2) Make sure you have realistic expectations about the advice you may receive: One industry friend created a stellar advisory board with a dozen good people in various specialties, had one meeting, got some good (but unwelcome) advice, and never had another meeting. All the prep work was wasted effort; all the gung ho advisors left with a bad vibe about the company.

    3) Recruit advisors the way you recruit people: Past performance is the best predictor of future performance. You don't have time to teach someone how to be an effective startup advisor, no matter how impressive their resume. Even if you get top notch advisors, beware that managing advisors isn’t easy.

    4) Start with informal advisors: before launching a big project entitled "establish an advisory board," start small and go to lunch with as many helpful people as you can. I often invite my informal advisors to come to Netpreneur Program events with me. Or take them to a meal. Since bandwidth is precious and you have to eat, get advice over lunch. [John Casey, Sushi Software]

  • For many of the early stage companies we work with, we try to match companies up with advisors that "round out" the team. It's important that there is some chemistry - but don't stack the deck so much so that everyone is always in agreement. The best way to use your Board is to make sure that they are willing to ask tough questions and that you are ready to listen and think about what they say. The final decisions are still the CEO's, but some of the people on your advisory board should have the "been there done that" wisdom that may help you avoid some mistakes. Start the whole thing informally - you may already have people that are used as advisors. Give them a piece of the pie when the time is right. [Kyp Sirinakis, www.techalliance.org]
  • Putting in some quality time up-front to plan the why, how, when, who of an advisory board is very important. Otherwise you will wind up with a group of successful executive advisors who don't really understand what you want to accomplish and how they will participate. Above all, don't focus on the people until you develop your advisory board plan.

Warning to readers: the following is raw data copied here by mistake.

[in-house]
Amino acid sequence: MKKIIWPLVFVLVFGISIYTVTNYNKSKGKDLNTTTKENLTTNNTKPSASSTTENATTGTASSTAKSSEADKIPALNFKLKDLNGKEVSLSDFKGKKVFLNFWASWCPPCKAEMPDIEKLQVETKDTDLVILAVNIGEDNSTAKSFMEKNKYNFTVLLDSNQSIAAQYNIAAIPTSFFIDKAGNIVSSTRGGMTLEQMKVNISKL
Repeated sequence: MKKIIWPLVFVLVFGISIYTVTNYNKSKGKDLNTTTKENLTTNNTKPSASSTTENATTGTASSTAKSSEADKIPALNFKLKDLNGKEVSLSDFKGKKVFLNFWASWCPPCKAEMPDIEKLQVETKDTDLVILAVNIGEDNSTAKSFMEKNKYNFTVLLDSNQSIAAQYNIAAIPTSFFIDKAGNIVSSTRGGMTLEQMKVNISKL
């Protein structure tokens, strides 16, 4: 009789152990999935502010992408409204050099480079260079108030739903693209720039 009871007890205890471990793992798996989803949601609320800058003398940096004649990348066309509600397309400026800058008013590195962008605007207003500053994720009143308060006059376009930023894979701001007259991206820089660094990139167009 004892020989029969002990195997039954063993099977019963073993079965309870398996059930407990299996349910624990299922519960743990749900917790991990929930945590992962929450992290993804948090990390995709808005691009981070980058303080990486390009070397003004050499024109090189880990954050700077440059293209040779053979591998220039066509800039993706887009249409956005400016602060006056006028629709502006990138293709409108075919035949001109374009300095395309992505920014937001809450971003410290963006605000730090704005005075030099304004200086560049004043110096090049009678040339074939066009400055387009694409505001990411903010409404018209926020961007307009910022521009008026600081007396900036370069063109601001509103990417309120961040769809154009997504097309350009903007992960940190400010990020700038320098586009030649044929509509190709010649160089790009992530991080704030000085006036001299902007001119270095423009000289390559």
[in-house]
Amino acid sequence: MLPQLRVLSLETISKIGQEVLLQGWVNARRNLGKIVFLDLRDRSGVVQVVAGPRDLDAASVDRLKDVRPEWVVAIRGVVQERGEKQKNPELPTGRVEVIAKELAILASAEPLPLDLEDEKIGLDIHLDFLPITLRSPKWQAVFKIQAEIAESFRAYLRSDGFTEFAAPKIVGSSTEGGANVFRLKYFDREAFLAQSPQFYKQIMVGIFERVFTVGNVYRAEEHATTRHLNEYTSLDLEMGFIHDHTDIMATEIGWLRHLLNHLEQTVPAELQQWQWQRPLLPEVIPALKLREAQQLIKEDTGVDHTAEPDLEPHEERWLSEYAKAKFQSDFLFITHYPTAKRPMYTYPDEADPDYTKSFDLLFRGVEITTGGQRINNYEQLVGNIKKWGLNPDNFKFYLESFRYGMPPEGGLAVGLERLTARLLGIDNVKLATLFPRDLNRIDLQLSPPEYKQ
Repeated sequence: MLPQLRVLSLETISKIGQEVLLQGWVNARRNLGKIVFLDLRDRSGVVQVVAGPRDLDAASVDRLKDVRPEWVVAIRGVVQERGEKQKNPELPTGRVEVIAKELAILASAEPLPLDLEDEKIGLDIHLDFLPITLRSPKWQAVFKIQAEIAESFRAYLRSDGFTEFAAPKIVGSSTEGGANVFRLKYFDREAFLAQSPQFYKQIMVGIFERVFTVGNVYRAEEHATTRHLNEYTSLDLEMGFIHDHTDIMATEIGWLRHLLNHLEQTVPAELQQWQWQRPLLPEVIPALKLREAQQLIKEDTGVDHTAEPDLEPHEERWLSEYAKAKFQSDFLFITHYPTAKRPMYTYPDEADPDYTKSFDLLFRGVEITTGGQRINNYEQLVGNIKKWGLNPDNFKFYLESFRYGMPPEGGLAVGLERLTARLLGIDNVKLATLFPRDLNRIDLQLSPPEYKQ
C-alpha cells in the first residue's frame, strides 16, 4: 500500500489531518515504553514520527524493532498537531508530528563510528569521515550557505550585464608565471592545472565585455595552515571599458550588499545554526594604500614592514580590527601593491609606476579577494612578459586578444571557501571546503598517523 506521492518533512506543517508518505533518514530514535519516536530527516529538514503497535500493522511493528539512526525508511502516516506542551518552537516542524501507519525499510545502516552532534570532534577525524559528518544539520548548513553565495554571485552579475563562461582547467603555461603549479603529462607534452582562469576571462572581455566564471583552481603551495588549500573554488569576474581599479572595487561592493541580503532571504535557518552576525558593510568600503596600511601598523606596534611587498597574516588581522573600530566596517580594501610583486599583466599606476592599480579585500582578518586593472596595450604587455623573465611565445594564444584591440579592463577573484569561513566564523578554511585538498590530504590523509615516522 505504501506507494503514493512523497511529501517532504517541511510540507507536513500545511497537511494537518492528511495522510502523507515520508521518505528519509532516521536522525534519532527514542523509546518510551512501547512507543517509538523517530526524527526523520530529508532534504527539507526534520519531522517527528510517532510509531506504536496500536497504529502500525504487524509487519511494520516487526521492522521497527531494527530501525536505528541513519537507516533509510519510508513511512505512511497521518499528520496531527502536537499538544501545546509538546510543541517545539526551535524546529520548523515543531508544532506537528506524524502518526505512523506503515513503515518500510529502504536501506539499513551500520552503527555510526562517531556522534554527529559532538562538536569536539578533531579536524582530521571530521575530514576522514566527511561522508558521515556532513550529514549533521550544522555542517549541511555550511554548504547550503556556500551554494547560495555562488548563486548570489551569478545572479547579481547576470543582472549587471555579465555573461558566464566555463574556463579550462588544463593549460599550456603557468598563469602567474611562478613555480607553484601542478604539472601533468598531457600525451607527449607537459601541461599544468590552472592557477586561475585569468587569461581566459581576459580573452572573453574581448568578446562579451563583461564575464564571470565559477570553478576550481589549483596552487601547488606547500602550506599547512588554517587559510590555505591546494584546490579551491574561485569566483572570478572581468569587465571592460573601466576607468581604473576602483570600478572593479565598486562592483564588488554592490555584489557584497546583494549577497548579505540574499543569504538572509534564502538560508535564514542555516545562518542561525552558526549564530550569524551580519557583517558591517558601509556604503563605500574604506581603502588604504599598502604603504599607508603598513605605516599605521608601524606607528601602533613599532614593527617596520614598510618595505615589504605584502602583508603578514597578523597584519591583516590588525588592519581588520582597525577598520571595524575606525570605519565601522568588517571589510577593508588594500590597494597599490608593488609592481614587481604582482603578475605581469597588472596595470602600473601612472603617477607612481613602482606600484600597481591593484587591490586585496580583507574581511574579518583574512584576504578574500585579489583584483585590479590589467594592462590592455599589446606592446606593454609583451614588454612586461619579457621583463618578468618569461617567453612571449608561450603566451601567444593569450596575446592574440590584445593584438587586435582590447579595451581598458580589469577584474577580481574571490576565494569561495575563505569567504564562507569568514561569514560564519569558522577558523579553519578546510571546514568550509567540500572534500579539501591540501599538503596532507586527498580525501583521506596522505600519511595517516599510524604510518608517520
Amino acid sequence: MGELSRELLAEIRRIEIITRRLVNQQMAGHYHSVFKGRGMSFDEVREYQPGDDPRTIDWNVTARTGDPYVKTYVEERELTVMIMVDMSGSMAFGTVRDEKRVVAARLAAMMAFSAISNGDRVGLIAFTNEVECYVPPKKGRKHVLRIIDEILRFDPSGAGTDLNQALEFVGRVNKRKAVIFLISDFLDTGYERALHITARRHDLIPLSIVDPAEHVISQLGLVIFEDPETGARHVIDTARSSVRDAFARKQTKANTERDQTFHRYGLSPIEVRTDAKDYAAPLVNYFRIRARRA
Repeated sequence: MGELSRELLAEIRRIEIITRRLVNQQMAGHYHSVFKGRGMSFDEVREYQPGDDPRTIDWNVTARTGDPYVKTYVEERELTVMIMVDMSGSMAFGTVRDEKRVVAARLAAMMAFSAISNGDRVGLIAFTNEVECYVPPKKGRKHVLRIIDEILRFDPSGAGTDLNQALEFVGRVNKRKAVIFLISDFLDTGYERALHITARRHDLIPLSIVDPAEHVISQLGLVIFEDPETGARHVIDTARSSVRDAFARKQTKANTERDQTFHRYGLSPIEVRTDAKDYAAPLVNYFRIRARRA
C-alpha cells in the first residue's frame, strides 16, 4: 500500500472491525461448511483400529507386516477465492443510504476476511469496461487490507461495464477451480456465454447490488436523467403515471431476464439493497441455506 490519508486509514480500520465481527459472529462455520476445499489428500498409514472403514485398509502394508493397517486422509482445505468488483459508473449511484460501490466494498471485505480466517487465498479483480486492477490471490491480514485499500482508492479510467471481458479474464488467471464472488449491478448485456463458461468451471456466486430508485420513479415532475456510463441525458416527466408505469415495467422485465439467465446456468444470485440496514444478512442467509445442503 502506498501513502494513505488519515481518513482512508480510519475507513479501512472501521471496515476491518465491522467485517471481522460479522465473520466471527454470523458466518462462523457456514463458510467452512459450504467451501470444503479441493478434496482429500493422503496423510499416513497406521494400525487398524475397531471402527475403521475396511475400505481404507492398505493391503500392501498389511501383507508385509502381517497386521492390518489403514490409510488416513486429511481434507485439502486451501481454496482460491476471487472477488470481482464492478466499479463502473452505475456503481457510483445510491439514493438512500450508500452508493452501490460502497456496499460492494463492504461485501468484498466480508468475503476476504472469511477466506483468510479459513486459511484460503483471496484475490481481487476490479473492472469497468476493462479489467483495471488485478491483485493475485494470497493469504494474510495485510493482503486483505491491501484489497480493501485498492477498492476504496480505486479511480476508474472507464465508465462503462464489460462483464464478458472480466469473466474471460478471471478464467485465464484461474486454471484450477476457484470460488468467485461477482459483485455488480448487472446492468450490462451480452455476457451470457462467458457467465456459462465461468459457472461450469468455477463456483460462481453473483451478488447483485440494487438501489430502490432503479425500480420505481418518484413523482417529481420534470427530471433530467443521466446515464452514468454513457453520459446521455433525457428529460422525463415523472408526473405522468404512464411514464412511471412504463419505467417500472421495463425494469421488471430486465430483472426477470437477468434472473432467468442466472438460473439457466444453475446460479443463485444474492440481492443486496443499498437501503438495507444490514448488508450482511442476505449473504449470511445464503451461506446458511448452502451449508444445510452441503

In our experience, advisory boards are not appropriate for most start-ups. An advisory board requires more structure and discipline than most start-ups can muster. These young companies should acquire 1 or 2 advisors or mentors who can work with them more frequently and more tactically. Boards tend to be more strategic, less operational, and meet less frequently. You can always grow into an advisory board and, if you are successful, into a regular board of directors. [Jeff Bergman, interboard@aol.com]

Q2: Should we contact prospective board members directly, even if we don't know them? Or should we work through our network, find someone who knows the target person and ask them to make the introduction?

  • In general, it is best to establish a connection to a person and create some sort of affinity before issuing the invitation. Boldness never hurts, but people are even more impressed when someone has figured out a credible way to get to them. [Esther Smith, Advisor to the Netpreneur Program, Esther@PORETZ.com]

Q3: Are there any services that provide help with advisory boards?

  • Technology Resource Alliance (GMU) http://www.techalliance.org/texx/adv.html -- "provides its client companies with "know how" through a strong network of private sector volunteers."
  • InterBoard, interboard@aol.com -- "Helps entrepreneurial CEOs create and implement custom Executive Advisory Teams so they can safely make extraordinary business improvements." Contact Jeff Bergman, (202) 342-7202.